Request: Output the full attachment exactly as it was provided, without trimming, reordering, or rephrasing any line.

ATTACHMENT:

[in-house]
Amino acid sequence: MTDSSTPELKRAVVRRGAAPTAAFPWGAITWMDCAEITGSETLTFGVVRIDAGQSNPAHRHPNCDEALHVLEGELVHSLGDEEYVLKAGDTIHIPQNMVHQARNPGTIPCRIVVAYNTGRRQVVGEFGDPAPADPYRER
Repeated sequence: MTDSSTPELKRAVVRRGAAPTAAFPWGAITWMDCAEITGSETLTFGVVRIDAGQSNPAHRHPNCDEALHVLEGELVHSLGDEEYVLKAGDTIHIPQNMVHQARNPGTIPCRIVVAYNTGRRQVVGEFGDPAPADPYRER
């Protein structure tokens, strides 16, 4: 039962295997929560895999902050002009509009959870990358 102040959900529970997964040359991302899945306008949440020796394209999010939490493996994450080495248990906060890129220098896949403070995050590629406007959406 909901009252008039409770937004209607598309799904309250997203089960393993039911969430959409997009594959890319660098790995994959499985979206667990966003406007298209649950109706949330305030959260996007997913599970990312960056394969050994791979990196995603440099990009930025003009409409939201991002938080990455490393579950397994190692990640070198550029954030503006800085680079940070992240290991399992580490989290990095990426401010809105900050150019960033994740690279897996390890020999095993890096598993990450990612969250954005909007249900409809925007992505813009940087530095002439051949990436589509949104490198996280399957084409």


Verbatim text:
[in-house]
Amino acid sequence: MTDSSTPELKRAVVRRGAAPTAAFPWGAITWMDCAEITGSETLTFGVVRIDAGQSNPAHRHPNCDEALHVLEGELVHSLGDEEYVLKAGDTIHIPQNMVHQARNPGTIPCRIVVAYNTGRRQVVGEFGDPAPADPYRER
Repeated sequence: MTDSSTPELKRAVVRRGAAPTAAFPWGAITWMDCAEITGSETLTFGVVRIDAGQSNPAHRHPNCDEALHVLEGELVHSLGDEEYVLKAGDTIHIPQNMVHQARNPGTIPCRIVVAYNTGRRQVVGEFGDPAPADPYRER
């Protein structure tokens, strides 16, 4: 039962295997929560895999902050002009509009959870990358 102040959900529970997964040359991302899945306008949440020796394209999010939490493996994450080495248990906060890129220098896949403070995050590629406007959406 909901009252008039409770937004209607598309799904309250997203089960393993039911969430959409997009594959890319660098790995994959499985979206667990966003406007298209649950109706949330305030959260996007997913599970990312960056394969050994791979990196995603440099990009930025003009409409939201991002938080990455490393579950397994190692990640070198550029954030503006800085680079940070992240290991399992580490989290990095990426401010809105900050150019960033994740690279897996390890020999095993890096598993990450990612969250954005909007249900409809925007992505813009940087530095002439051949990436589509949104490198996280399957084409």